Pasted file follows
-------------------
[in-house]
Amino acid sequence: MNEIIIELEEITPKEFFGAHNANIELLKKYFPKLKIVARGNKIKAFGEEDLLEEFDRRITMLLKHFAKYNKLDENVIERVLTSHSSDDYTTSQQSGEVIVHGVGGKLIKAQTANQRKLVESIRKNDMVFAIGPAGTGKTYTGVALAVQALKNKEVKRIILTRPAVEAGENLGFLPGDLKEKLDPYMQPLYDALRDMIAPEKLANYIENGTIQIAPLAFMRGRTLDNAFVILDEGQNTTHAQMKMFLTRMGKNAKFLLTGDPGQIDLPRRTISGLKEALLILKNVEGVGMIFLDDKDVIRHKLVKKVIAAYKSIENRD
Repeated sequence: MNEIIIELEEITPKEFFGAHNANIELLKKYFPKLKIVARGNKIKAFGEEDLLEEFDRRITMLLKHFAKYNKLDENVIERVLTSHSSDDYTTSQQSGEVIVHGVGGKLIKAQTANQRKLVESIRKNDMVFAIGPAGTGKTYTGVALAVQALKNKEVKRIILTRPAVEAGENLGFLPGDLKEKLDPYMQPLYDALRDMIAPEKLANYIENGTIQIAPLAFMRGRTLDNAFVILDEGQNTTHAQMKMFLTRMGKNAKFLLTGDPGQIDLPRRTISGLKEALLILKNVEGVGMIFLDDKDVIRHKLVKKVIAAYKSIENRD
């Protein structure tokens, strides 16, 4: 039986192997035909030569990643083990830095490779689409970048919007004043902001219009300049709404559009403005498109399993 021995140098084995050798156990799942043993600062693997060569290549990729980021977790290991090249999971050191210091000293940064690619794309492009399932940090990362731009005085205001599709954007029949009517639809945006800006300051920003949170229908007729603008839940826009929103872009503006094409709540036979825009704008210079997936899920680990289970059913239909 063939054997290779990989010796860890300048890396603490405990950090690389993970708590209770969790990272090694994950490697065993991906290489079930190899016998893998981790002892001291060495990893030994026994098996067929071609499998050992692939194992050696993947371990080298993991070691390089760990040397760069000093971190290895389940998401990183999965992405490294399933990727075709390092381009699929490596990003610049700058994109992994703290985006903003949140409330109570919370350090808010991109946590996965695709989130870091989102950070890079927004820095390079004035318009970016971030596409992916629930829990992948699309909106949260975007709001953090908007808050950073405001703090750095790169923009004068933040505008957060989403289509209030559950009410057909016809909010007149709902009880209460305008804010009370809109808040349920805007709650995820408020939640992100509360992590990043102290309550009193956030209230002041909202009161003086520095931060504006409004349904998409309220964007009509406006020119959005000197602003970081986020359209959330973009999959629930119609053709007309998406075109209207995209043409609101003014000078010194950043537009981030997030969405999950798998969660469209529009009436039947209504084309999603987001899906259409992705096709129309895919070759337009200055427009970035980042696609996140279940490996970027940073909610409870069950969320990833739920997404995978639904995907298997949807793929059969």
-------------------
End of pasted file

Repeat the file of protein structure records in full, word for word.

[in-house]
Amino acid sequence: MNEIIIELEEITPKEFFGAHNANIELLKKYFPKLKIVARGNKIKAFGEEDLLEEFDRRITMLLKHFAKYNKLDENVIERVLTSHSSDDYTTSQQSGEVIVHGVGGKLIKAQTANQRKLVESIRKNDMVFAIGPAGTGKTYTGVALAVQALKNKEVKRIILTRPAVEAGENLGFLPGDLKEKLDPYMQPLYDALRDMIAPEKLANYIENGTIQIAPLAFMRGRTLDNAFVILDEGQNTTHAQMKMFLTRMGKNAKFLLTGDPGQIDLPRRTISGLKEALLILKNVEGVGMIFLDDKDVIRHKLVKKVIAAYKSIENRD
Repeated sequence: MNEIIIELEEITPKEFFGAHNANIELLKKYFPKLKIVARGNKIKAFGEEDLLEEFDRRITMLLKHFAKYNKLDENVIERVLTSHSSDDYTTSQQSGEVIVHGVGGKLIKAQTANQRKLVESIRKNDMVFAIGPAGTGKTYTGVALAVQALKNKEVKRIILTRPAVEAGENLGFLPGDLKEKLDPYMQPLYDALRDMIAPEKLANYIENGTIQIAPLAFMRGRTLDNAFVILDEGQNTTHAQMKMFLTRMGKNAKFLLTGDPGQIDLPRRTISGLKEALLILKNVEGVGMIFLDDKDVIRHKLVKKVIAAYKSIENRD
């Protein structure tokens, strides 16, 4: 039986192997035909030569990643083990830095490779689409970048919007004043902001219009300049709404559009403005498109399993 021995140098084995050798156990799942043993600062693997060569290549990729980021977790290991090249999971050191210091000293940064690619794309492009399932940090990362731009005085205001599709954007029949009517639809945006800006300051920003949170229908007729603008839940826009929103872009503006094409709540036979825009704008210079997936899920680990289970059913239909 063939054997290779990989010796860890300048890396603490405990950090690389993970708590209770969790990272090694994950490697065993991906290489079930190899016998893998981790002892001291060495990893030994026994098996067929071609499998050992692939194992050696993947371990080298993991070691390089760990040397760069000093971190290895389940998401990183999965992405490294399933990727075709390092381009699929490596990003610049700058994109992994703290985006903003949140409330109570919370350090808010991109946590996965695709989130870091989102950070890079927004820095390079004035318009970016971030596409992916629930829990992948699309909106949260975007709001953090908007808050950073405001703090750095790169923009004068933040505008957060989403289509209030559950009410057909016809909010007149709902009880209460305008804010009370809109808040349920805007709650995820408020939640992100509360992590990043102290309550009193956030209230002041909202009161003086520095931060504006409004349904998409309220964007009509406006020119959005000197602003970081986020359209959330973009999959629930119609053709007309998406075109209207995209043409609101003014000078010194950043537009981030997030969405999950798998969660469209529009009436039947209504084309999603987001899906259409992705096709129309895919070759337009200055427009970035980042696609996140279940490996970027940073909610409870069950969320990833739920997404995978639904995907298997949807793929059969």